Today is the 14th “Moral Monday” in North Carolina. Each week, progressive religious leaders in the state are protesting budget cuts that they claim are disproportionately affecting the poor and vulnerable. Nearly 1,000 individuals have been arrested during these demonstrations, including several personal friends and colleagues. Moral Monday leaders are in Asheville today, and are determined to take their witness to all thirteen of North Carolina’s congressional districts.
I read recently that the gap between rich and poor in the United States is as great as it has been in almost a century. Every day seems to bring a new infographic or article in my newsfeed, slicing and dicing the issue of wealth inequality. According to an April Bloomberg article, “the Gini coefficient” (a way of measuring the gap) has grown 20.2 percent in the last 40 years. The current U.S. Gini is equivalent to the figures for Ecuador, Madagascar and China. And according to Pew Research’s analysis of Census data, “During the first two years of the nation’s economic recovery, the mean net worth of households in the upper 7% of the wealth distribution rose by an estimated 28%, while the mean net worth of households in the lower 93% dropped by 4%.”
What’s interesting about the gap is how far removed our perceptions are from reality. As this video illustrates, not only is the gap much greater than we think it should be, it’s also far greater than we think it is. The Occupy movement may have faded from our collective consciousness, but the 1% are still with us … and they’re making a killing.
Conservatives and liberals may differ on how to address the issue of wealth inequality (although according to the video above, they basically agree in what the distribution of wealth ought to be). But the issue should concern all of us, whether Democrat, Republican, or Independent. Societies risk becoming unstable the greater the disparity between rich and poor. Richard Wilkinson and Kate Pickett make this argument in their book The Spirit Level: Why Greater Equality Makes Societies Stronger, which rates a number of the world’s countries based on the problems that come with inequality. As they say, “The impacts of inequality show up in poorer health, lower educational attainment, higher crime rates, lower spending of social capital, [and] lower cooperation with and trust of government.”
Enter Jesus and his teachings about wealth and God’s reign. In this week’s lectionary passage he encourages his flock of listeners not to worry about their place in the kingdom of God, but there’s a catch: they are to sell their possessions and give alms. I am reminded once again of the force of the biblical message when it comes to economic matters—two or three thousand verses on wealth and poverty—as opposed to homosexuality, which commands so much of our culture’s religious attention, yet is addressed in some six scripture verses.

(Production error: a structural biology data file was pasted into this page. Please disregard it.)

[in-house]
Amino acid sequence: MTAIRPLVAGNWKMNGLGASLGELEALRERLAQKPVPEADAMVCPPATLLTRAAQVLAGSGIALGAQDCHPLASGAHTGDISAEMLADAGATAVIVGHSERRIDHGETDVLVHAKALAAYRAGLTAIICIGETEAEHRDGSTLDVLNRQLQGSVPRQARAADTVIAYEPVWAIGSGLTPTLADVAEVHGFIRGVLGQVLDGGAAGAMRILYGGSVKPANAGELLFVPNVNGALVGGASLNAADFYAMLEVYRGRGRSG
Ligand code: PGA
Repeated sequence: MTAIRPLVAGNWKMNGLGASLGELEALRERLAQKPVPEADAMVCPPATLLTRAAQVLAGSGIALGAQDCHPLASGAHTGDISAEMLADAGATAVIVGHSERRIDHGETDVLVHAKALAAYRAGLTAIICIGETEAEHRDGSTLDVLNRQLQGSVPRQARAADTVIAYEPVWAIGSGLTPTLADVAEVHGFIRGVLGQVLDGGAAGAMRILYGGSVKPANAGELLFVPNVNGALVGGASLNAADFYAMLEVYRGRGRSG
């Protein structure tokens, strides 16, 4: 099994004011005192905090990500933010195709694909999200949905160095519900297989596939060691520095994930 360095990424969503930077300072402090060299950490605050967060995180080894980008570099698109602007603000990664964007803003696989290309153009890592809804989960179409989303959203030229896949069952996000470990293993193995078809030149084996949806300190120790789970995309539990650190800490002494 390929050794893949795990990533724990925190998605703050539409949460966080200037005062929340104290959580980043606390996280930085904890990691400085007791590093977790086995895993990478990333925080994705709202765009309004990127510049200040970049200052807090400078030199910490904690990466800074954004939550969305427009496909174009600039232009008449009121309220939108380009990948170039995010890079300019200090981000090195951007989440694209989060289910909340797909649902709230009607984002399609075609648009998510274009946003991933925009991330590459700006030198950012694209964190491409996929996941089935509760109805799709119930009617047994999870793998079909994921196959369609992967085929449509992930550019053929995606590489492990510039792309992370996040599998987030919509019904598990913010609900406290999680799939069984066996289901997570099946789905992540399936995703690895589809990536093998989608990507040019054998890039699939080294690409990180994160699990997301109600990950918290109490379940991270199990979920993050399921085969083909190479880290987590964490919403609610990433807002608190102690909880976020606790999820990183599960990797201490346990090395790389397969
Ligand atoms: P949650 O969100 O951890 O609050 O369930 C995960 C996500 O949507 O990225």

But wait, I am often told when I broach the topic of economics and wealth from the pulpit. Money isn’t the root of all evil. Love of money is! The idea is that money is morally neutral—so long as people make their money honestly and don’t hurt anyone, what’s the harm?
What’s the harm, indeed? Just last week I read about new research suggesting that “people of higher socioeconomic status are more likely to break traffic laws, lie in negotiations, take valued goods from others, and cheat to increase chances of winning a prize. Perhaps most surprising … is that the tendency for unethical behavior appears not only in people who are actually rich, but in those who are manipulated into feeling that they are rich.”
Jesus appears to agree with money’s basic corrupting potential, since he told us how difficult it would be for a person who is wealthy (not a person who loves money) to enter the kingdom. And there’s no talk of “love of money” in the passage today. The problem, says Jesus, is that our hearts cannot be so easily extricated from our stuff.
Here Jesus urges us into an ethic of generous sacrifice and eschatological expectation. Rank acquisitiveness has no place in the reign of God. God’s own self is our example, who gives of the kingdom not grudgingly but out of “good pleasure.” We are called to focus on the coming of the Son of Man, not on our own storehouses of treasure. Jesus seems to know what we know deep down: we are not good spiritual multitaskers. We have a hard time focusing on two things at once: we cannot serve both God and wealth.
What’s most notable about Jesus’ words here is that his command to give alms does not center on the needs of the poor, but of the wealthy. There’s no talk of how much better off the poor would be with the alms we give. Instead, we will be better off. Jesus calls us to a life of congruence, oriented toward God—a treasure that will truly last.
The Rev. MaryAnn McKibben Dana is pastor of Idylwood Presbyterian Church, a small and growing congregation in Falls Church, VA. She is a writer of numerous articles and essays, and the author of Sabbath in the Suburbs: A Family’s Experiment with Holy Time through Chalice Press. The book has been featured on PBS’s Religion & Ethics Newsweekly and in Publishers Weekly, and was named a “must read for 2013″ by Ministry Matters.